Simply nasty it was, but it could be much worse, as the key Russian MICEX exchange closed down 18.6% on Monday in an absolutely crazy day; in fact, the exchange was forced to shut down its trading three times during the trading day. Kind of reminds us of years passed in U.S. exchanges before the establishment of breakers to avoid what we saw during Black Monday in October 1987.
Selling in the technology sector has been intense, as the NASDAQ is close to 30% this year, and just fell below 1,900. The DOW down 25%, while the S&P is approaching support at 1,000, down 28%. Small-cap stocks, which had been holding and were … Read More
If there is one thing I have learned from years of investing and obsessing with stocks, it is that no investment goes up or down in a straight line. After days of going down, the stock market is entering a severely oversold condition, from which we can expect to see some bargain-hunting by the patient money sitting on the sidelines. As we all know, Warren Buffett has already started buying stock. So, in the immediate term, I see a rally naturally developing from today’s oversold market conditions.
But in the short term, it’s another story. The amount of technical damage to the stock market has been substantial. Just consider the following:
— Both the Dow Jones Industrial Average and the Dow Jones Transport Average have simultaneously hit new multi-year lows. This is a classic Dow Theory sell signal.
— The stock market performance yesterday was one of the worse single days we have seen in history. Of the approximately 3,200 stocks traded on the New York Stock Exchange, over 3,000 stocks were down.
— Outstandingly, over 50% of the stocks that traded on the NYSE yesterday hit fresh, new 52-week price lows.
Therefore, considering the amount of technical deterioration of the market, there is a very strong possibility that the Dow Jones Industrial Average will eventually test its 2002 low of 7,286. I only see two rays of hope:
The performance of the Dow Jones U.S. Home Construction Index has actually been positive. While the index is down 15% for the year, this important barometer of home-building stocks is actually up 3.3% over the past three months. This compares to … Read More
Markets continue to maintain a negative bias, as stocks trade at multi-year lows, with 2008 potentially the worst showing since the bear market in 2000. We are awaiting a second vote on a revised $700-billion bailout program that will give the markets some confidence. However, we feel it will do very little for small guys, as it appears more to be helping out failing companies. Yet, in spite of this, it is still needed, as there are grave concerns surrounding the condition of world economies.
If you need evidence, just take a look at some of the comments made over the last few weeks by some major financial pundits.
On Friday, French Prime Minister Francois Fillon said the world was standing on the “edge of the abyss” due to the potential negative impact of a global financial crisis. Economies in Europe are struggling and there are also concerted efforts there to halt a financial meltdown.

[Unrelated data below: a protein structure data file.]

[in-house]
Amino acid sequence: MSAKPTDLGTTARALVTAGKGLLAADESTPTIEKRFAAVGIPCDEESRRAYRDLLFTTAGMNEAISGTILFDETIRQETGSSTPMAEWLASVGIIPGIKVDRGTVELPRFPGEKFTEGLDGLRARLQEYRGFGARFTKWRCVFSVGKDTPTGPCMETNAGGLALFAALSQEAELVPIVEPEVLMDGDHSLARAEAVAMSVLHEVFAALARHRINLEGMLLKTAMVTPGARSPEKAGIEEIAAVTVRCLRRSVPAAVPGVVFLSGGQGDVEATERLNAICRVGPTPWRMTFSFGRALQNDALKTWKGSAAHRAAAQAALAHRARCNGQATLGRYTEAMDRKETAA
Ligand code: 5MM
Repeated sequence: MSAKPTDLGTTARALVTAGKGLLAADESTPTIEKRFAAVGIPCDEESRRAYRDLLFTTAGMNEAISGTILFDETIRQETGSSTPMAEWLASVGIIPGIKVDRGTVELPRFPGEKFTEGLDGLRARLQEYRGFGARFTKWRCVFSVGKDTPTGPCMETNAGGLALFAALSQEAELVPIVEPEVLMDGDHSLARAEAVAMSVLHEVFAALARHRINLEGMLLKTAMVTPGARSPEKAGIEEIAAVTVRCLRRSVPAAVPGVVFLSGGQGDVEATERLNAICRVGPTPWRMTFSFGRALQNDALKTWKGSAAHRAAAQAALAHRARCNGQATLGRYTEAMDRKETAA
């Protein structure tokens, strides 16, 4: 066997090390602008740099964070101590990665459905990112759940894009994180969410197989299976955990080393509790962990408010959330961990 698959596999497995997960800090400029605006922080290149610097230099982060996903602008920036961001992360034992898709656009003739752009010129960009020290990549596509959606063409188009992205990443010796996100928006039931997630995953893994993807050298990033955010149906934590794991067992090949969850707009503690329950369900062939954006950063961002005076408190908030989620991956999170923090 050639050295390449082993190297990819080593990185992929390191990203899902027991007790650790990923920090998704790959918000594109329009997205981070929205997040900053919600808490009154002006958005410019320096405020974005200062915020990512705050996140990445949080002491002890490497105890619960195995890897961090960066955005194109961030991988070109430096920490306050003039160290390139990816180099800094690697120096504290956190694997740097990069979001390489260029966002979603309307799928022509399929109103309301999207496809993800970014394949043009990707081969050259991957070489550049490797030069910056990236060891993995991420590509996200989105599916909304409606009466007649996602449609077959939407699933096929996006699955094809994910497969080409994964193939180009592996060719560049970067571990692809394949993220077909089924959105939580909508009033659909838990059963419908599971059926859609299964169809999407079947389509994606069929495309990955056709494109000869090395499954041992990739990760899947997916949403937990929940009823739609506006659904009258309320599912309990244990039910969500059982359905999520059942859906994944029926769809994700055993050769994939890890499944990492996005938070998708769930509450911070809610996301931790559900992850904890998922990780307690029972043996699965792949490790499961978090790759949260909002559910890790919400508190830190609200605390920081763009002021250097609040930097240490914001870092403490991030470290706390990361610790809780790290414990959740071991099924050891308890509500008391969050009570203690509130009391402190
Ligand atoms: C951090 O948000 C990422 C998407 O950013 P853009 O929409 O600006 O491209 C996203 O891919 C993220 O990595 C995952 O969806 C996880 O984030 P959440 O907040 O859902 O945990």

Billionaire investor Warren Buffett is also concerned about the condition of the country, and said the U.S. has been hit with an “economic Pearl Harbor.” In an interview on the “The Charlie Rose Show,” Buffett added that the government must react quickly.
Jack Welch, the former head of General Electric Company (NYSE/GE) believes that “one hell of a deep downturn” has been in the works, and that the first quarter of 2009 would probably be “brutal” This was all in a very recent speech to the World Business Forum in New York.
Fed Chairman Ben Bernanke suggested that a recession would be likely without a bailout.
Four views, but all suggesting that things could get … Read More
The people that I speak with who are really worried about the current state of things are those who are retired or are just about to retire. Even if you look at the most conservative of stocks that yield dividends, the vast majority of blue-chip stocks have been very hard-hit by the current bear market.
Also, if you are relying on income from your investments, your options are becoming very limited. Yields are falling on bonds and Treasuries. Dividend-yielding financial stocks are still on very shaky ground. And many are worried that even their cash reserves are a risk (or could get tied up for a while) in a banking failure.
There’s no doubt in my mind that the stock market and economy have a long way to go before any meaningful recovery. In the very near term, we could get some sort of rally in stocks, as the market looks to be a little oversold in my mind. Anything is possible in an environment where confidence is so fragile.
The one area of the capital markets that could derail the Main Street economy going forward is corporate credit. If the banks can’t get easy terms to borrow money, then people can’t get easy terms to borrow money. Just like our use of oil, the economy relies a lot on credit just to do its daily business.